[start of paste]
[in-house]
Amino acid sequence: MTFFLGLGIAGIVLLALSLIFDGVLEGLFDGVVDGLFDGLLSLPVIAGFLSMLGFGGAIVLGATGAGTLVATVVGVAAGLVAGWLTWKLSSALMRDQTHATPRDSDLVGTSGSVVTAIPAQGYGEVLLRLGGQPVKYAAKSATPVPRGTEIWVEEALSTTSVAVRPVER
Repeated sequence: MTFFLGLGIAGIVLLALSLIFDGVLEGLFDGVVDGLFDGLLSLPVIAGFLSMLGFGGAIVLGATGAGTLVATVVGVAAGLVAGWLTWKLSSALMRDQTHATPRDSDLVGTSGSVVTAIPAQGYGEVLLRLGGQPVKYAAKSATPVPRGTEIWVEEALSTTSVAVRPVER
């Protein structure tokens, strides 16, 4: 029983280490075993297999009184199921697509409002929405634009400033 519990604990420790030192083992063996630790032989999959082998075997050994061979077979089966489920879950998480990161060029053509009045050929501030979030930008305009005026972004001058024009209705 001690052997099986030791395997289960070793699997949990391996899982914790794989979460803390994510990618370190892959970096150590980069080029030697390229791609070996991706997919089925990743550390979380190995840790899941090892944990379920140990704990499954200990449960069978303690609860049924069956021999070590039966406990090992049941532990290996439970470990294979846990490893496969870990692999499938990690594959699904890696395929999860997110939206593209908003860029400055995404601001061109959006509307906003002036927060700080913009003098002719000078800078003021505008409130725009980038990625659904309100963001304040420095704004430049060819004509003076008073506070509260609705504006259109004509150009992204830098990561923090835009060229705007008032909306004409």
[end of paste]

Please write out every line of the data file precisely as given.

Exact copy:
[in-house]
Amino acid sequence: MTFFLGLGIAGIVLLALSLIFDGVLEGLFDGVVDGLFDGLLSLPVIAGFLSMLGFGGAIVLGATGAGTLVATVVGVAAGLVAGWLTWKLSSALMRDQTHATPRDSDLVGTSGSVVTAIPAQGYGEVLLRLGGQPVKYAAKSATPVPRGTEIWVEEALSTTSVAVRPVER
Repeated sequence: MTFFLGLGIAGIVLLALSLIFDGVLEGLFDGVVDGLFDGLLSLPVIAGFLSMLGFGGAIVLGATGAGTLVATVVGVAAGLVAGWLTWKLSSALMRDQTHATPRDSDLVGTSGSVVTAIPAQGYGEVLLRLGGQPVKYAAKSATPVPRGTEIWVEEALSTTSVAVRPVER
């Protein structure tokens, strides 16, 4: 029983280490075993297999009184199921697509409002929405634009400033 519990604990420790030192083992063996630790032989999959082998075997050994061979077979089966489920879950998480990161060029053509009045050929501030979030930008305009005026972004001058024009209705 001690052997099986030791395997289960070793699997949990391996899982914790794989979460803390994510990618370190892959970096150590980069080029030697390229791609070996991706997919089925990743550390979380190995840790899941090892944990379920140990704990499954200990449960069978303690609860049924069956021999070590039966406990090992049941532990290996439970470990294979846990490893496969870990692999499938990690594959699904890696395929999860997110939206593209908003860029400055995404601001061109959006509307906003002036927060700080913009003098002719000078800078003021505008409130725009980038990625659904309100963001304040420095704004430049060819004509003076008073506070509260609705504006259109004509150009992204830098990561923090835009060229705007008032909306004409």